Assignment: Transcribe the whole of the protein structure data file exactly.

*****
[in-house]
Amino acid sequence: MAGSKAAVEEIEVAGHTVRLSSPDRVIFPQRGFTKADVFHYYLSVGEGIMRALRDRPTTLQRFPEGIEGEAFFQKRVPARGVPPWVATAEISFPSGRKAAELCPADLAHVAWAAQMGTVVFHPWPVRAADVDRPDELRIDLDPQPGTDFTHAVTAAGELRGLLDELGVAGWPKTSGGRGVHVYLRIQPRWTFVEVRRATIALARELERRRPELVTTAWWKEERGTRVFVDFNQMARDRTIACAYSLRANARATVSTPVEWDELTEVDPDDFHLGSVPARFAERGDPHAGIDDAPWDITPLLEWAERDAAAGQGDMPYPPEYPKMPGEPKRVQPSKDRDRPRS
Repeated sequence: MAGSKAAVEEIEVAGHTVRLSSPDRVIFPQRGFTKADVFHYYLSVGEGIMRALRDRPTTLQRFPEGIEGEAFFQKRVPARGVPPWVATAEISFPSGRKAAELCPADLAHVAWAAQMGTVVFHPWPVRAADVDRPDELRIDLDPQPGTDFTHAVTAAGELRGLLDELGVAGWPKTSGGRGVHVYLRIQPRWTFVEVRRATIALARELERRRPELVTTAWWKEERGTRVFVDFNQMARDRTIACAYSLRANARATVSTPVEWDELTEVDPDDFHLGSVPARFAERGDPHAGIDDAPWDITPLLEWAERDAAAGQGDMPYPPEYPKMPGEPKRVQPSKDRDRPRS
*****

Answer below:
[in-house]
Amino acid sequence: MAGSKAAVEEIEVAGHTVRLSSPDRVIFPQRGFTKADVFHYYLSVGEGIMRALRDRPTTLQRFPEGIEGEAFFQKRVPARGVPPWVATAEISFPSGRKAAELCPADLAHVAWAAQMGTVVFHPWPVRAADVDRPDELRIDLDPQPGTDFTHAVTAAGELRGLLDELGVAGWPKTSGGRGVHVYLRIQPRWTFVEVRRATIALARELERRRPELVTTAWWKEERGTRVFVDFNQMARDRTIACAYSLRANARATVSTPVEWDELTEVDPDDFHLGSVPARFAERGDPHAGIDDAPWDITPLLEWAERDAAAGQGDMPYPPEYPKMPGEPKRVQPSKDRDRPRS
Repeated sequence: MAGSKAAVEEIEVAGHTVRLSSPDRVIFPQRGFTKADVFHYYLSVGEGIMRALRDRPTTLQRFPEGIEGEAFFQKRVPARGVPPWVATAEISFPSGRKAAELCPADLAHVAWAAQMGTVVFHPWPVRAADVDRPDELRIDLDPQPGTDFTHAVTAAGELRGLLDELGVAGWPKTSGGRGVHVYLRIQPRWTFVEVRRATIALARELERRRPELVTTAWWKEERGTRVFVDFNQMARDRTIACAYSLRANARATVSTPVEWDELTEVDPDDFHLGSVPARFAERGDPHAGIDDAPWDITPLLEWAERDAAAGQGDMPYPPEYPKMPGEPKRVQPSKDRDRPRS